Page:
Construction defects can lower a homeowner’s property tax bill, provided the defects are proven to have lowered the property’s value. Countless homeowners are paying too much in property taxes due to construction projects that have damaged their homes.
When builders are unable or unwilling to fix faulty work, a home’s resale value can plummet. However, until the property value is reassessed, the owner or real estate investor will be stuck paying the tax bill for the property’s current assessed value. This adds to the headache of poor construction and can be a tough legal area to navigate.
There are many avenues to address construction defects, as well as legally-required steps to seek restitution.
Common Construction Defects
Even seasoned, professional builders are occasionally guilty of a construction defect. Here are a few of the most common issues homeowners experience:
- Electrical and wiring issues
- Plumbing problems
- Presence of mold
- Cracked foundation/slab
- Water intrusion or leakage.
Any of these defects can decrease a property’s value when serious, as assessed by the county.
Which Construction Defects Affect Property Value?
Not all construction projects affect property value, and therefore, property taxes. Basic home maintenance projects don’t require a building permit or property value reassessment, but larger projects or additions do.
To ensure the construction passes the building code, a county assessor must reassess property additions and “rehabilitation” construction. Some of these projects include:
- Changes to the home’s plumbing
- Electrical wiring changes
- Alterations to the home’s frame or foundation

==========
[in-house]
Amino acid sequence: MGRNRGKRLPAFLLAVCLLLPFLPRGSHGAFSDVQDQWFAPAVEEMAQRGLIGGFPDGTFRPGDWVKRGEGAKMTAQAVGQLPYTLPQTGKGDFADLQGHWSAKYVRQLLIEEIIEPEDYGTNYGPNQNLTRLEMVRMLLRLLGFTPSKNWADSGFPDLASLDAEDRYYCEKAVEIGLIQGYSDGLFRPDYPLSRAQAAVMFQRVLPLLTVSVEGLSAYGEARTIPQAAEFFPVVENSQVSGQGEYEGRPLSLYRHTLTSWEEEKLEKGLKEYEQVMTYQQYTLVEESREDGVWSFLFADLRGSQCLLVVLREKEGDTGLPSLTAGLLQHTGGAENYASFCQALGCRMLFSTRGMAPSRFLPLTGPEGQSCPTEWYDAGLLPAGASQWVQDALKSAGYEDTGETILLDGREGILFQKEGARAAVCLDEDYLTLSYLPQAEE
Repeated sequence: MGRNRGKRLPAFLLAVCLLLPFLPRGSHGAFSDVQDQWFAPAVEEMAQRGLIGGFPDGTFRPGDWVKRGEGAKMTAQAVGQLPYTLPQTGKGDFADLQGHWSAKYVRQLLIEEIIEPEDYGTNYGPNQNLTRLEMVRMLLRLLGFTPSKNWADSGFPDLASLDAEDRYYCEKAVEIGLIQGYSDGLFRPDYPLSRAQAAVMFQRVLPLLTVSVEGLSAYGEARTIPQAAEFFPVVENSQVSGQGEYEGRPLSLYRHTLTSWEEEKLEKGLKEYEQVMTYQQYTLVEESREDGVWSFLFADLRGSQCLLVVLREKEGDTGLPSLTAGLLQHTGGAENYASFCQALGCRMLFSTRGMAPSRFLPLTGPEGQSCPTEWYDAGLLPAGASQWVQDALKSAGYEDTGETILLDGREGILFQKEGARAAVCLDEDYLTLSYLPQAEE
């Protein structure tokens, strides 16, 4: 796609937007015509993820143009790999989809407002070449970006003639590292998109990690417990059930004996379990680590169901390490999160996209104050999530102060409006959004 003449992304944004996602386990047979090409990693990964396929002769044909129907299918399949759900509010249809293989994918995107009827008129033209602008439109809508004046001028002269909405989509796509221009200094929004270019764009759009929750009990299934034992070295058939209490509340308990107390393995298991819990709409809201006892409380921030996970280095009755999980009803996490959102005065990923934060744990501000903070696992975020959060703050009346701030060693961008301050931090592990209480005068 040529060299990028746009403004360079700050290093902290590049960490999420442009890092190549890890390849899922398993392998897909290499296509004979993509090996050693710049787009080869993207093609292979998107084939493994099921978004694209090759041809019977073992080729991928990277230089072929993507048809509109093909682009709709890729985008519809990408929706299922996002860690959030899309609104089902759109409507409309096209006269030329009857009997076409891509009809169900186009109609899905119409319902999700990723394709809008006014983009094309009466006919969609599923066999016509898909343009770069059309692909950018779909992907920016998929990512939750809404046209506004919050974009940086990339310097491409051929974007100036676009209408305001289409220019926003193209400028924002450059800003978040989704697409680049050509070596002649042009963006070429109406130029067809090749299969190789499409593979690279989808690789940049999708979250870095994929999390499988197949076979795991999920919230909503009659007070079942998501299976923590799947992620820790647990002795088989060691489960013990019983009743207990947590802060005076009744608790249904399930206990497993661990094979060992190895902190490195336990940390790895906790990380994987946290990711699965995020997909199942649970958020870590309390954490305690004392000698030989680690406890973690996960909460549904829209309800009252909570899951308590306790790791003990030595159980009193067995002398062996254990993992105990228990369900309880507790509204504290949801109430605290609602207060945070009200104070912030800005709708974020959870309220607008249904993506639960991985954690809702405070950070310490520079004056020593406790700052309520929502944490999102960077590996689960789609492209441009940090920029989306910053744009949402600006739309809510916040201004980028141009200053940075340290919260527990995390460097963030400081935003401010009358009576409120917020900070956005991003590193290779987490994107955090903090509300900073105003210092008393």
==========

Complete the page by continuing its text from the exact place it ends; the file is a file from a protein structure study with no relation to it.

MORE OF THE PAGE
Projects that don’t require permits or inspection are unlikely to change a property’s value unless they’ve caused other damage to the home.
Reassessing a Home’s Property Taxes After Construction Defects
Construction defects leave many homeowners with over-assessed property values. Reassessments are a good first step to take for property tax reduction.
Homeowners must act quickly and vigilantly when they suspect their property value has been affected negatively. Many counties offer owners only a small window of time each year to contest their property’s taxable value.
To schedule a reassessment, property owners should immediately contact their local county assessor’s office. An assessor or appraiser should be able to walk homeowners through the necessary steps over the phone or schedule an in-person meeting to answer more in-depth questions.
Once the home has been reassessed, the new value will be recorded and property taxes will be adjusted accordingly. The savings may not be as great as an owner hoped, however. County assessors cannot lower or alter the tax rate, only the value of a property.
Property Tax Appeals Process
If a reassessment by the county doesn’t yield results, a homeowner’s next best option is to take his or her property tax appeal to an independent board, such as the county board of equalization. This process can be tricky to navigate without legal help. Property tax appeals have gone all the way to the state court.
The burden of proof is on the homeowner to show the board that the current estimated property value is incorrect. Homeowners have the right to review all of the information recorded by the appraiser, as well as a list of comparable homes that have recently sold. Realtors can also provide information on similar homes in the same neighborhood.
In some cases, entire neighborhoods have been affected by inaccurate appraisals, causing them to pay exorbitant property taxes. There is a growing public interest in reevaluating the way property values are calculated.
Why Would a Homeowner Want a Lower Property Value?
A property has a cash value and a taxable value. It’s in a county assessor’s interest to persuade people into higher assessed property values, but this generally leads to higher property tax bills. In reality, homes do not sell for their taxable values, but for amounts based on the desirability and strength of the local market. A tax-conscious homeowner should embrace the idea of having his or her property’s appraisal lowered.